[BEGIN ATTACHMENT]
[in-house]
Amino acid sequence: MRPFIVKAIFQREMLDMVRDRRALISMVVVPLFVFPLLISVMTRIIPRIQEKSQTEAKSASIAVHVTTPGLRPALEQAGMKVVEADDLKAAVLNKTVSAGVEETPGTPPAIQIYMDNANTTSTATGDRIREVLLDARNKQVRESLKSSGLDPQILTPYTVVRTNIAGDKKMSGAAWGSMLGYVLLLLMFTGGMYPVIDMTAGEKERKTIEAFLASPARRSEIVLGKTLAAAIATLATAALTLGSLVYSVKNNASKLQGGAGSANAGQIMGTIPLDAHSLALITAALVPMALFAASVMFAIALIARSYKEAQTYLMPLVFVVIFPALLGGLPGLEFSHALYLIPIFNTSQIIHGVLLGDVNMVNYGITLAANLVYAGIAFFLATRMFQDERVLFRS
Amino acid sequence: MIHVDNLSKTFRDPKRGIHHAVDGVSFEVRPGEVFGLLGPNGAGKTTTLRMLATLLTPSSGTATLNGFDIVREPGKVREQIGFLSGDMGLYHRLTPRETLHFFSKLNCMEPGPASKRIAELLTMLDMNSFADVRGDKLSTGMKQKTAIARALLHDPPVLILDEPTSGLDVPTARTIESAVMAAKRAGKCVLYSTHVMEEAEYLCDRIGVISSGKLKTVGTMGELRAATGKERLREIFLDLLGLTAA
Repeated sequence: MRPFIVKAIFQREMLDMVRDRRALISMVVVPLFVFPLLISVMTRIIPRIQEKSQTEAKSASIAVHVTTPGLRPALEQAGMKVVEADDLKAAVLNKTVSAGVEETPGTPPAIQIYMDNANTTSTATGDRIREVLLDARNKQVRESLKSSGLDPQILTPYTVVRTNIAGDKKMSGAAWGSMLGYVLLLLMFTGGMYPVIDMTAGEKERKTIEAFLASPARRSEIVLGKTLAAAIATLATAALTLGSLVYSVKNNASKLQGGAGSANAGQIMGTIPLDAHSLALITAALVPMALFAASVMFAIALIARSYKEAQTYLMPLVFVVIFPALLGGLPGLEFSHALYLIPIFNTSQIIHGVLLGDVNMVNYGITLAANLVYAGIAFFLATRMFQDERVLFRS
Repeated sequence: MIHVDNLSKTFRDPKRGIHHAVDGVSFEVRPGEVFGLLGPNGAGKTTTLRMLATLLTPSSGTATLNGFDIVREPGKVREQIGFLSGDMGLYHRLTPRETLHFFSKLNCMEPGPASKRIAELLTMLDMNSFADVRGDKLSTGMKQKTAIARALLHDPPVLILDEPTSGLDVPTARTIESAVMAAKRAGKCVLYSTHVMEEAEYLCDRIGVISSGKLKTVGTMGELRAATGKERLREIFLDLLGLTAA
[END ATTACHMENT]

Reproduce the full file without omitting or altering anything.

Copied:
[in-house]
Amino acid sequence: MRPFIVKAIFQREMLDMVRDRRALISMVVVPLFVFPLLISVMTRIIPRIQEKSQTEAKSASIAVHVTTPGLRPALEQAGMKVVEADDLKAAVLNKTVSAGVEETPGTPPAIQIYMDNANTTSTATGDRIREVLLDARNKQVRESLKSSGLDPQILTPYTVVRTNIAGDKKMSGAAWGSMLGYVLLLLMFTGGMYPVIDMTAGEKERKTIEAFLASPARRSEIVLGKTLAAAIATLATAALTLGSLVYSVKNNASKLQGGAGSANAGQIMGTIPLDAHSLALITAALVPMALFAASVMFAIALIARSYKEAQTYLMPLVFVVIFPALLGGLPGLEFSHALYLIPIFNTSQIIHGVLLGDVNMVNYGITLAANLVYAGIAFFLATRMFQDERVLFRS
Amino acid sequence: MIHVDNLSKTFRDPKRGIHHAVDGVSFEVRPGEVFGLLGPNGAGKTTTLRMLATLLTPSSGTATLNGFDIVREPGKVREQIGFLSGDMGLYHRLTPRETLHFFSKLNCMEPGPASKRIAELLTMLDMNSFADVRGDKLSTGMKQKTAIARALLHDPPVLILDEPTSGLDVPTARTIESAVMAAKRAGKCVLYSTHVMEEAEYLCDRIGVISSGKLKTVGTMGELRAATGKERLREIFLDLLGLTAA
Repeated sequence: MRPFIVKAIFQREMLDMVRDRRALISMVVVPLFVFPLLISVMTRIIPRIQEKSQTEAKSASIAVHVTTPGLRPALEQAGMKVVEADDLKAAVLNKTVSAGVEETPGTPPAIQIYMDNANTTSTATGDRIREVLLDARNKQVRESLKSSGLDPQILTPYTVVRTNIAGDKKMSGAAWGSMLGYVLLLLMFTGGMYPVIDMTAGEKERKTIEAFLASPARRSEIVLGKTLAAAIATLATAALTLGSLVYSVKNNASKLQGGAGSANAGQIMGTIPLDAHSLALITAALVPMALFAASVMFAIALIARSYKEAQTYLMPLVFVVIFPALLGGLPGLEFSHALYLIPIFNTSQIIHGVLLGDVNMVNYGITLAANLVYAGIAFFLATRMFQDERVLFRS
Repeated sequence: MIHVDNLSKTFRDPKRGIHHAVDGVSFEVRPGEVFGLLGPNGAGKTTTLRMLATLLTPSSGTATLNGFDIVREPGKVREQIGFLSGDMGLYHRLTPRETLHFFSKLNCMEPGPASKRIAELLTMLDMNSFADVRGDKLSTGMKQKTAIARALLHDPPVLILDEPTSGLDVPTARTIESAVMAAKRAGKCVLYSTHVMEEAEYLCDRIGVISSGKLKTVGTMGELRAATGKERLREIFLDLLGLTAA